Fifty Shades of Grey is the worst book I have ever read. Full stop. It is absolutely atrocious. And I’m not talking about the sex. I’m talking about it as a book.
I have never imagined a more annoying character than Anastasia Steele. Her baffling inner monologue first amused me, then confused me, then enraged me. I kept reading in the vain hope Grey would suggest some erotic asphyxiation that would go horribly wrong (or right, depending upon your point of view).
The prose is worse than the characterisation. These gems can be found in the first fifty pages:
His voice is warm and husky like dark melted chocolate fudge caramel… or something.
‘Listen here, Jose Rodriguez, if you want our newspaper to cover the opening of your show, you’ll do this shoot for us tomorrow, capiche?’ [sic]
I can’t find a single thing about this book I like. The characters, plot, style, structure and narration are all awful. And I’m not alone in questioning its literary merit. It has been so universally panned that I’m bothering the flies as I flog this decomposing equine.
But the book is enormously popular. Why? Is it simply the BDSM? It’s possible, but I see nothing to recommend this over other such erotic novels aimed at the female audience. There is a thriving industry in this ‘Mommy Porn’ genre, with big publishers, small niche players, and individuals self-publishing erotic fiction for women. I’ve read some of this, and almost all that I’ve seen is better than Fifty Shades of Grey. So why did this become a bestseller?
One reason, I think, might be its roots. It started as Twilight fan fiction, where Bella and Edward get a bit naughtier than in Stephenie Meyer’s series. This is strangely popular: some people want their characters to be more sexually adventurous than originally portrayed. Ten years ago, when the Lord of the Rings movies came out, fans shared their stories of how Frodo and Sam did a lot more together than take the Ring to Mordor.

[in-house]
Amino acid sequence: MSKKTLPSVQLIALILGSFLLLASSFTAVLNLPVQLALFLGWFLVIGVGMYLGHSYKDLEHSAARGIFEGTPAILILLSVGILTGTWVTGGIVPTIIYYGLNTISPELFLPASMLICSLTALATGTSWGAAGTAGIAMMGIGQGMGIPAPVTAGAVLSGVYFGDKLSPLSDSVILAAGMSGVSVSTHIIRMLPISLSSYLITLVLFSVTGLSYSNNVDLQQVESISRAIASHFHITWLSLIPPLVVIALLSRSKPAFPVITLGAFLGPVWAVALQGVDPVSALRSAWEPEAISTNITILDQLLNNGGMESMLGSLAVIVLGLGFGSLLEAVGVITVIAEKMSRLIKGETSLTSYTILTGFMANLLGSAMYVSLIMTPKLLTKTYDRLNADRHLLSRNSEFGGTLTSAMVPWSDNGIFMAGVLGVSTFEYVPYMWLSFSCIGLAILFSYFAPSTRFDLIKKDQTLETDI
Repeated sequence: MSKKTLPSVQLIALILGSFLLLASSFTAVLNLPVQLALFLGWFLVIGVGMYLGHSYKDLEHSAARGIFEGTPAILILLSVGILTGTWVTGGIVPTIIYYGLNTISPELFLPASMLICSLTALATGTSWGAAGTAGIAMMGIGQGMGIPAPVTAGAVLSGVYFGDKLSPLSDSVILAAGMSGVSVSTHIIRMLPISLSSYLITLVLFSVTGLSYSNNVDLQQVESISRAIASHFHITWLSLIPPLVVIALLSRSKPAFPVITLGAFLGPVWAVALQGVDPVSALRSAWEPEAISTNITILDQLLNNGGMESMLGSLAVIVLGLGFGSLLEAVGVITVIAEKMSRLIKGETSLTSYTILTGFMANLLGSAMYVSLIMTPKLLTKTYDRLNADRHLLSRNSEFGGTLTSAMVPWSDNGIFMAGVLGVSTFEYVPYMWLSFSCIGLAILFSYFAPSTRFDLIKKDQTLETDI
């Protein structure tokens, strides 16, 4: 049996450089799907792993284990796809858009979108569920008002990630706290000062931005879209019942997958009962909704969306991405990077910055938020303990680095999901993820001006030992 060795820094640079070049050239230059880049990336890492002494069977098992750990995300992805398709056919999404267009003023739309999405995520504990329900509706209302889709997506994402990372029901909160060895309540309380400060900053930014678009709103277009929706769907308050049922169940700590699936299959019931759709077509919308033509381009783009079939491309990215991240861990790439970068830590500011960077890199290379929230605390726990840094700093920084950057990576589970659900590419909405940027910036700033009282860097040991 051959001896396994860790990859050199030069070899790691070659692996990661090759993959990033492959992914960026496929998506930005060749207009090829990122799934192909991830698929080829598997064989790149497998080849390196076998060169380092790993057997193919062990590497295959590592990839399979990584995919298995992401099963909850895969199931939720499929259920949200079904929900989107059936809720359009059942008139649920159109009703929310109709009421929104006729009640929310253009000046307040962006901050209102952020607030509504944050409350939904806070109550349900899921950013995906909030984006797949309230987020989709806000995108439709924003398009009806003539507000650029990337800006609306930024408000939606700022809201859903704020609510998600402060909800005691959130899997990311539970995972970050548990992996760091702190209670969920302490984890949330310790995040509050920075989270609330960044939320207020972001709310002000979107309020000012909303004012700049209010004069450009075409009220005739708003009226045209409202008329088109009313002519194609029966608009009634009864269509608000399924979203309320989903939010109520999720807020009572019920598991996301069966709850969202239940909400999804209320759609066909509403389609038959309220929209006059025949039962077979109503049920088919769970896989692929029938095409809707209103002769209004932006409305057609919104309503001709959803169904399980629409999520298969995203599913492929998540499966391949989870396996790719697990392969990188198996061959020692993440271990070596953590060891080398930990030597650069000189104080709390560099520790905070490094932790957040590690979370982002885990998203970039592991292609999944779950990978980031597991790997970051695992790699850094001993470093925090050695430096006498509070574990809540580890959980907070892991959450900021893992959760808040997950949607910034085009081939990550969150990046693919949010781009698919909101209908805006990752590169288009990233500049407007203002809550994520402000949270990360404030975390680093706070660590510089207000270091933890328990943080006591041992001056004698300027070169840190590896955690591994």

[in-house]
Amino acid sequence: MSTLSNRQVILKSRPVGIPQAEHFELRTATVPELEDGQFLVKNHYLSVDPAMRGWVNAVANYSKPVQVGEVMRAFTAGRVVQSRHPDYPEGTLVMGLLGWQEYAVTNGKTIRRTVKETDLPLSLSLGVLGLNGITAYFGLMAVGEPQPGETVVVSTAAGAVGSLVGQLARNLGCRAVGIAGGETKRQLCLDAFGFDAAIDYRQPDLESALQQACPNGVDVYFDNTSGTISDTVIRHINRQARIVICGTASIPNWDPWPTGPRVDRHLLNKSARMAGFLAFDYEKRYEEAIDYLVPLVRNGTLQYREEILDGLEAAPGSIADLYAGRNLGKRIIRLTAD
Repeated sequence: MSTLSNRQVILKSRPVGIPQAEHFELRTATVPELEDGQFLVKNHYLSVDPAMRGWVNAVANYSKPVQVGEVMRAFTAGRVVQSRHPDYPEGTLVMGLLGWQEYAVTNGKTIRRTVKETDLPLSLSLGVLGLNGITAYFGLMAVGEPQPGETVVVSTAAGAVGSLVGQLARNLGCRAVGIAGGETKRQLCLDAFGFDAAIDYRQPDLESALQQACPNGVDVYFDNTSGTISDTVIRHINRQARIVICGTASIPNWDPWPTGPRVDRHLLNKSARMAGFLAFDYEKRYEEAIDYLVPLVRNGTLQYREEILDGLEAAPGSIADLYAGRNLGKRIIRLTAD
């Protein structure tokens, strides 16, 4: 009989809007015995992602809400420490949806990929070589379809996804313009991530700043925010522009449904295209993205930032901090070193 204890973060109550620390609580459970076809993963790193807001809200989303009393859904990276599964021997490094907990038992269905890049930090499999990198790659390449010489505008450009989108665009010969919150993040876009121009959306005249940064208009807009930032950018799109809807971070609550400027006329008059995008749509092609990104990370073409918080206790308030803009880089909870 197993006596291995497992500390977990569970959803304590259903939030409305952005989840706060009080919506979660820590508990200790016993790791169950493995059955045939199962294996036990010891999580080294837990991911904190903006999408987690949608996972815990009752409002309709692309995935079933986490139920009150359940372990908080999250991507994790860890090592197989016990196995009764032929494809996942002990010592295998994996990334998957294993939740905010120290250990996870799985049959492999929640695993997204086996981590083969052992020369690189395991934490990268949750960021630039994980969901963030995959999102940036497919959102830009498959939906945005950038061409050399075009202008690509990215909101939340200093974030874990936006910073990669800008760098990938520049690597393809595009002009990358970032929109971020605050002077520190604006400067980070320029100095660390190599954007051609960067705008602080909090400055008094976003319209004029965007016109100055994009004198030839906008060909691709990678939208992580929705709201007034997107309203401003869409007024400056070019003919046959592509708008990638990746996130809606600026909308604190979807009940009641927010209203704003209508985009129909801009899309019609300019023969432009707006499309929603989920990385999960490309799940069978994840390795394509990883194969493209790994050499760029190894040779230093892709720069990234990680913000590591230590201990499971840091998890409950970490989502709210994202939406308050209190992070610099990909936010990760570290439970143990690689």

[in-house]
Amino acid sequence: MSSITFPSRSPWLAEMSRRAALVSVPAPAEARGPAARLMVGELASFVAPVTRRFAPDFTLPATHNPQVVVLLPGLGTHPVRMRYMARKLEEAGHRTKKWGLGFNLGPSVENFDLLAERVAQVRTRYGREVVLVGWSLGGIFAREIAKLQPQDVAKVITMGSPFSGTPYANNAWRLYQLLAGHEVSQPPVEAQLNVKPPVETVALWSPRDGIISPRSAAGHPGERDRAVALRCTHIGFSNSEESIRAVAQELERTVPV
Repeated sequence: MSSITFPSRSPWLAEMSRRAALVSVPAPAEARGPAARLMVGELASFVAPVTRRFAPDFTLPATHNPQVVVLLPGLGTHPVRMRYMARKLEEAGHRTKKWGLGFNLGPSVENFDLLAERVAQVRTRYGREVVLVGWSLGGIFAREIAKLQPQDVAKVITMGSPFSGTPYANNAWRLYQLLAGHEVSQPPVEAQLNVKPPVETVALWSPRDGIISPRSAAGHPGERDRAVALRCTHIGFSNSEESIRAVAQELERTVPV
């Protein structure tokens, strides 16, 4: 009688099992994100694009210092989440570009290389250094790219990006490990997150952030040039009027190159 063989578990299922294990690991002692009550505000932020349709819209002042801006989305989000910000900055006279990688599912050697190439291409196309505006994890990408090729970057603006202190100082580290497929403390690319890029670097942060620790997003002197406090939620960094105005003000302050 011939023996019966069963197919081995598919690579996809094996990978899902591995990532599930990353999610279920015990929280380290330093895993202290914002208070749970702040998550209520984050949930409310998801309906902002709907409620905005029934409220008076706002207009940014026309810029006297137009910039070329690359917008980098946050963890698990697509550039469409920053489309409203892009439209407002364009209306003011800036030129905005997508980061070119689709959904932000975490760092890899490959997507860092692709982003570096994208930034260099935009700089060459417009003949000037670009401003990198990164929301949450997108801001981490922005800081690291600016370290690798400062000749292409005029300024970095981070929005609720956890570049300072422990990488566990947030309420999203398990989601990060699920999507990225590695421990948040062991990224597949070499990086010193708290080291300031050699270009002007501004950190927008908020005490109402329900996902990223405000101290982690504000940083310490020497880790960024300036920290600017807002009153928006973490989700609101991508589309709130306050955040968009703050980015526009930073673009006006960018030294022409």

E L James and / or her publisher have tried to wipe from the internet this old fan fiction, Master of the Universe. However, the internet doesn’t forget, so one can find it, if one wants. I read part of it, curious, and found the foundations for Fifty Shades. It was as terrible in its first incarnation as it is now:
I sigh and shake my head. Oh Edward… my possessive, jealous, control-freak Edward.
When he’s finished he slaps my behind.
-You’ll do, wench.
His ever-present, ever-active BlackBerry buzzes. I frown at him and he smirks at me.
-My eyes only, Mrs Cullen. He raises his eyebrow in playful warning, slaps my backside once more, and sits back down on his lounger to take the call.
My inner goddess purrs. Maybe tonight we could do some kind of floorshow… for his eyes only, she smirks knowingly. I grin at the thought and drift back into my afternoon reverie…
It is conceivable that Fifty Shades started with this Twilight fanbase, and when it went legitimate it brought these fans, and more, with it. It is also conceivable that this was simply a fluke, a lighting strike, something unexplainable. Sometimes strange things happen, like unexpected books becoming enormously popular. Artists often wonder about this. According to legend, the Beatles considered performing while wearing masks to see if people would come to their shows for the music and not the Beatles hype. Stephen King worried about it, wondering if he was really as good as his sales suggested, and famously published under the pen name Richard Bachman. For the record, the Bachman books didn’t sell as well as the King books.
I can’t explain the great success of Fifty Shades. Maybe others can, people who know more about markets or the female psychology. History might eventually consider the book as an important milestone in our on-going sexual revolution, and give it a place of honour next to other artistic works such as Flowers in the Attic, I Am Curious (Yellow), Playboy, and Lady Chatterley’s Lover. Then again, maybe not.